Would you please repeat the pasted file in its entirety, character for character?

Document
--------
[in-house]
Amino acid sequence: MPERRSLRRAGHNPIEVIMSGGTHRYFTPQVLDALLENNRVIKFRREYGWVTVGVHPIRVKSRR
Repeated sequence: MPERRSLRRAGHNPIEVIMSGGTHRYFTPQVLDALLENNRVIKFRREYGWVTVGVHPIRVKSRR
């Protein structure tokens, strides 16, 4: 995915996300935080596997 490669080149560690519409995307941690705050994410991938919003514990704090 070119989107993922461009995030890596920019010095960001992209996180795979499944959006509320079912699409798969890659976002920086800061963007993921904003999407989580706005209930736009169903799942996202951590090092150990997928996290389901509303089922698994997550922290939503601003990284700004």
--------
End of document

[in-house]
Amino acid sequence: MPERRSLRRAGHNPIEVIMSGGTHRYFTPQVLDALLENNRVIKFRREYGWVTVGVHPIRVKSRR
Repeated sequence: MPERRSLRRAGHNPIEVIMSGGTHRYFTPQVLDALLENNRVIKFRREYGWVTVGVHPIRVKSRR
């Protein structure tokens, strides 16, 4: 995915996300935080596997 490669080149560690519409995307941690705050994410991938919003514990704090 070119989107993922461009995030890596920019010095960001992209996180795979499944959006509320079912699409798969890659976002920086800061963007993921904003999407989580706005209930736009169903799942996202951590090092150990997928996290389901509303089922698994997550922290939503601003990284700004």